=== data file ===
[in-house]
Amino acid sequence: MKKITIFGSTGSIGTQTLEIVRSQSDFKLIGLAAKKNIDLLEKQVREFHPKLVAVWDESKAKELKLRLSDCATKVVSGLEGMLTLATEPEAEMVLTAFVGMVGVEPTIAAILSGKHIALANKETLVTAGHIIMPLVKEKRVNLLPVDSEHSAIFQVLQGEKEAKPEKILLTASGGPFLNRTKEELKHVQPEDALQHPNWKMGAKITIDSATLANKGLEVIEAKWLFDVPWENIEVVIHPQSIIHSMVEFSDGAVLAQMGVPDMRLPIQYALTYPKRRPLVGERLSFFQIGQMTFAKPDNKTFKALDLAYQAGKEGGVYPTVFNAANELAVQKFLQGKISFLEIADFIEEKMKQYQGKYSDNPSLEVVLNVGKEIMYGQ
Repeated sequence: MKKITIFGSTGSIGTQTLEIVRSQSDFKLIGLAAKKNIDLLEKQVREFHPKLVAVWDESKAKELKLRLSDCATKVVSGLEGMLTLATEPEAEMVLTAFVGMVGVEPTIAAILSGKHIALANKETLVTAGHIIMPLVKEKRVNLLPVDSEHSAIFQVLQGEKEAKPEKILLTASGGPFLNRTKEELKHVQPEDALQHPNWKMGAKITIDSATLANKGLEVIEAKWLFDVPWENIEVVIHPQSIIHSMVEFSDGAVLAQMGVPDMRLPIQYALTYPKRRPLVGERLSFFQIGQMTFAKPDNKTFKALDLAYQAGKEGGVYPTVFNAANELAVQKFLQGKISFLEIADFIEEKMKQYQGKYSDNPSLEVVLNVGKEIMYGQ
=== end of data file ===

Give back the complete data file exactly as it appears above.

[in-house]
Amino acid sequence: MKKITIFGSTGSIGTQTLEIVRSQSDFKLIGLAAKKNIDLLEKQVREFHPKLVAVWDESKAKELKLRLSDCATKVVSGLEGMLTLATEPEAEMVLTAFVGMVGVEPTIAAILSGKHIALANKETLVTAGHIIMPLVKEKRVNLLPVDSEHSAIFQVLQGEKEAKPEKILLTASGGPFLNRTKEELKHVQPEDALQHPNWKMGAKITIDSATLANKGLEVIEAKWLFDVPWENIEVVIHPQSIIHSMVEFSDGAVLAQMGVPDMRLPIQYALTYPKRRPLVGERLSFFQIGQMTFAKPDNKTFKALDLAYQAGKEGGVYPTVFNAANELAVQKFLQGKISFLEIADFIEEKMKQYQGKYSDNPSLEVVLNVGKEIMYGQ
Repeated sequence: MKKITIFGSTGSIGTQTLEIVRSQSDFKLIGLAAKKNIDLLEKQVREFHPKLVAVWDESKAKELKLRLSDCATKVVSGLEGMLTLATEPEAEMVLTAFVGMVGVEPTIAAILSGKHIALANKETLVTAGHIIMPLVKEKRVNLLPVDSEHSAIFQVLQGEKEAKPEKILLTASGGPFLNRTKEELKHVQPEDALQHPNWKMGAKITIDSATLANKGLEVIEAKWLFDVPWENIEVVIHPQSIIHSMVEFSDGAVLAQMGVPDMRLPIQYALTYPKRRPLVGERLSFFQIGQMTFAKPDNKTFKALDLAYQAGKEGGVYPTVFNAANELAVQKFLQGKISFLEIADFIEEKMKQYQGKYSDNPSLEVVLNVGKEIMYGQ